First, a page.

Kicking the Tweets

Entries in Under the Skin [2014] (1)


Under the Skin (2014)

Cosmo Girl

I admit, the Calum Marsh pull-quote that pops up in Under the Skin's trailer got under my skin:

"We may finally have an heir to Kubrick"?


Granted, my reaction was shaded by frustration: after spending two minutes watching trippy clips cut to trippier music, and featuring Scarlett Johansson in a European hooker's outfit, I still had no idea what the movie was about. It wasn't until I read a synopsis that I realized she was playing an alien, and not the disaffected president of the Björk Fan Club.

Sometimes annoyance is a more powerful motivator than curiosity, and I'm glad I saw Jonathan Glazer's film in a theatre with high-quality projection and sound. Under the Skin is a senses-shattering work of profundity, the kind of emotionally and intellectually sticky experience that simply won't let go. I'm no longer mad at Marsh; in fact, he should have been more declarative in his praise.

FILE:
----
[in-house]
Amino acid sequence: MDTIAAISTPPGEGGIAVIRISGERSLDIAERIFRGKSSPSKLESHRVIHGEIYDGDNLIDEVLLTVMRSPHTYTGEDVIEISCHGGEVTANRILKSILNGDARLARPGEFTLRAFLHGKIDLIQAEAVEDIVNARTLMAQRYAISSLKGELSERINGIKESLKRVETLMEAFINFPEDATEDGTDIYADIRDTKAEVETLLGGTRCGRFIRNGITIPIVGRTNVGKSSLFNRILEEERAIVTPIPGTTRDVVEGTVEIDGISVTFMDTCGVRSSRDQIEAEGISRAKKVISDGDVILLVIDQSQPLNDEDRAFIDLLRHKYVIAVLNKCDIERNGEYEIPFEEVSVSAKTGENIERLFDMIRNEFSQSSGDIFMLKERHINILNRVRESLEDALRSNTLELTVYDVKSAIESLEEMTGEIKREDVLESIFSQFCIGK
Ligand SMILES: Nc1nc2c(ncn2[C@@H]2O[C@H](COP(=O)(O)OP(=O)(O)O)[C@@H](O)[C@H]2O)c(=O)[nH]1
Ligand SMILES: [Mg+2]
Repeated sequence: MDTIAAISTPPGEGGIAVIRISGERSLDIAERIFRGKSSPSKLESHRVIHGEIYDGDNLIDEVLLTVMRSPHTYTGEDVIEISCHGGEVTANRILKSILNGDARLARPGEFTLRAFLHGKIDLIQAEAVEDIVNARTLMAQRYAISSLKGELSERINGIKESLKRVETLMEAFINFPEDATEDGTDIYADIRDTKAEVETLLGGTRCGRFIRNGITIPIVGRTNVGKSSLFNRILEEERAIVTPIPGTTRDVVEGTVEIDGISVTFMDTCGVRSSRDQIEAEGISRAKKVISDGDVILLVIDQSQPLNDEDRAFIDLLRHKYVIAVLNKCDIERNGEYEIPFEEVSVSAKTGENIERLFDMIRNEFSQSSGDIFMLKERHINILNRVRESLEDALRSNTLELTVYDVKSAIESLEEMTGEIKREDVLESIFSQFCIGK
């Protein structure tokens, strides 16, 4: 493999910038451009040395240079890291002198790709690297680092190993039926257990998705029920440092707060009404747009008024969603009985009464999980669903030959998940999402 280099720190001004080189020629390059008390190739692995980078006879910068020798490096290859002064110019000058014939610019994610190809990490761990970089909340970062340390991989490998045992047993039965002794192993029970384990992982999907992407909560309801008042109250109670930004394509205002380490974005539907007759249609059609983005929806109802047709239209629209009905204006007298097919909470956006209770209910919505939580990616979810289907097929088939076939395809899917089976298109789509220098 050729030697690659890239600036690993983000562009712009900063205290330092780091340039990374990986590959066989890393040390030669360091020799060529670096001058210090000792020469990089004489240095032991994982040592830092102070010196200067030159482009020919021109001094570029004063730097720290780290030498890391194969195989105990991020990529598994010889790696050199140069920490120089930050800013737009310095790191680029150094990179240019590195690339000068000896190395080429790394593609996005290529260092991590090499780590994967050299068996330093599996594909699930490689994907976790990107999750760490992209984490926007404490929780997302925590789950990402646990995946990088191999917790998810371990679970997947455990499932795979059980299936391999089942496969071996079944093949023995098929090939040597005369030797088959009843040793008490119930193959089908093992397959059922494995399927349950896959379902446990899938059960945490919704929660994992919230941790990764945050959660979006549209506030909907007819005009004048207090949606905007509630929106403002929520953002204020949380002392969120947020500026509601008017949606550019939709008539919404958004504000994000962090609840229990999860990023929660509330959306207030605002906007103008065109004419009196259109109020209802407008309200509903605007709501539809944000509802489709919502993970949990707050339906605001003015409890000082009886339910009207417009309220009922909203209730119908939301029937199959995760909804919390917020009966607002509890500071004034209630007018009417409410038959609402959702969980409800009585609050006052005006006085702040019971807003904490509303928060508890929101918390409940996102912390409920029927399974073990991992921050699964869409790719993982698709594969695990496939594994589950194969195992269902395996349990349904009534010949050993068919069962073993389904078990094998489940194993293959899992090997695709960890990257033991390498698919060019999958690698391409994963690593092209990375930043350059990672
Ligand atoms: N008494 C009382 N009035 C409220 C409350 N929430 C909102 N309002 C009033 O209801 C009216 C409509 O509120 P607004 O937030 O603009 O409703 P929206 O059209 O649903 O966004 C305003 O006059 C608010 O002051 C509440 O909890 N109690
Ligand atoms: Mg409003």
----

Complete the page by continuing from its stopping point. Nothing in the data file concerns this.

Many filmmakers who claim Kubrick as a hero embrace his films' weirdness and ambiguity as a creative crutch: imagery, their work argues, doesn't have to mean anything; it simply has to convery the illusion of meaning. Kubrick's eye for and attention to details made the audience believe he had a point of view regarding every aspect of his stories. I still don't get the significance of 2001's star child, and would be hard-pressed to fully explain Eyes Wide Shut, but I believe Kubrick had an explanation for everything--by virtue of the confidence with which he presented his imagery.